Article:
West African Migration Literature Review

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1.0 Background to the Study
Migration – as a necessary human activity – is as old as man himself. Its importance lies in the connection between it and development, when properly directed, managed and handled. The United Nations has equally noted that migration is a vital element in the development process. To this end, several conferences have held to discuss the issues arising from migrations and how these could be utilized to aid global development. Contemporary studies have shown that the more rapidly a population increases, the higher the desire of people to change from one environment to the other. In modern times however, migrations are “migrations of labour, not of people” (Amin, 1995). Thus, migrants in the modern day sense, simply
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Mabogunje (1972), the author discusses the social and economic aspects of regional mobility in West Africa, in pre-colonial, colonial and modern times. The author puts forward two thought provoking arguments: “that the goals of economic development and national integration can best be achieved by strengthening the competitive position of the host peoples, vis-à-vis the migrants…” and that regional mobility, as opposed to development programs imported from abroad, “represents a uniquely West African approach to the area’s social, economic and political problems.”
While all these academic works are uniquely helpful in understanding the rationale, causes and courses of modern day migrations, none is directed specifically to the food culture of migrants and how this can be utilized to strengthen cross-cultural friendship and harmonious relationships among indigenous African people. Even a study of the comprehensive published Food Cultures of the World Encyclopedia by Ken Albala revealed a huge gap in that, the Ewe Speaking people of West Africa were never mentioned in its several chapters dedicated to the Continent. This is a phenomenal omission as the Ewe are renowned cooks, chefs and food impresario in West Africa.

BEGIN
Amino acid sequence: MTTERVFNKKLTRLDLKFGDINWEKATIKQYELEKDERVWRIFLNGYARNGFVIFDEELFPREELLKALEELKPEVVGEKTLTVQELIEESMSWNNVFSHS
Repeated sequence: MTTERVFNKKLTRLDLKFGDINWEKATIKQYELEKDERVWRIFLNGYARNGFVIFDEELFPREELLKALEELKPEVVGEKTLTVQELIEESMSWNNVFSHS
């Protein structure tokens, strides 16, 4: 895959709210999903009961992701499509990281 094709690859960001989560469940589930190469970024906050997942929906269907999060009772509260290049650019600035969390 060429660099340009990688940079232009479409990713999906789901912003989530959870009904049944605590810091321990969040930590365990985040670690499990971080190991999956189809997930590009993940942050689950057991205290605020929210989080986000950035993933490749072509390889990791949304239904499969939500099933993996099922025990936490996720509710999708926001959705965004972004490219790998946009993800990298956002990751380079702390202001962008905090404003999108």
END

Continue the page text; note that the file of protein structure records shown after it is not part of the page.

These gaps are what this research study hope to fill by mapping the food culture of the Ewe speaking migrants in
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Records show that in 1900, the ratio of the average income of the five richest countries in the world to the 5-10 poorest countries was about 9:1. One hundred years later, that ratio is 100:1 (www.weareoneamerica.org/root-causes-migration-fact-sheet). These inequalities among countries coupled with limited opportunities for employment that provides adequate incomes to cater for families has stimulated increased migration from developing to developed nations. It was reported that between 2000 and 2005, the developed economies of the world welcomed an estimated 2.6 million migrants annually from the developing nations (https://www.weareoneamerica.org).
The relative ease of global mobility allows people to migrate to far places globally. The factors that cause people to migrate from one country to another can be grouped under either of ‘pull’ or ‘push’ factors. They include social, political and economic factors. The push factor includes discrimination, warfare, poverty, natural disasters, religious persecution and political

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